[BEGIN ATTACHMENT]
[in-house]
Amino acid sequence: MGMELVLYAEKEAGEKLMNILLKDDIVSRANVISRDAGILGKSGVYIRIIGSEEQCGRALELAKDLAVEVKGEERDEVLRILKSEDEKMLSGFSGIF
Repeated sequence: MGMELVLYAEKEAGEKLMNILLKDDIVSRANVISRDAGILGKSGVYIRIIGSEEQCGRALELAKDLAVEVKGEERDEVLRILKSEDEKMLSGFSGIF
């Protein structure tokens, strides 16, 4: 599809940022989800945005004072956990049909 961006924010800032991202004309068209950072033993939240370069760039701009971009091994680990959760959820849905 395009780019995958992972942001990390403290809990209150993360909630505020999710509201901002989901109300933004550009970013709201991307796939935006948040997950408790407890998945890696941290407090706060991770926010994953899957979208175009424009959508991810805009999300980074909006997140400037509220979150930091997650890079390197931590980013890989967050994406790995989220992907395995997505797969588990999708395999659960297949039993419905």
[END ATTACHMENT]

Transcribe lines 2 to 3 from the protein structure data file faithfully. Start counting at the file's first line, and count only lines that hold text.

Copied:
Amino acid sequence: MGMELVLYAEKEAGEKLMNILLKDDIVSRANVISRDAGILGKSGVYIRIIGSEEQCGRALELAKDLAVEVKGEERDEVLRILKSEDEKMLSGFSGIF
Repeated sequence: MGMELVLYAEKEAGEKLMNILLKDDIVSRANVISRDAGILGKSGVYIRIIGSEEQCGRALELAKDLAVEVKGEERDEVLRILKSEDEKMLSGFSGIF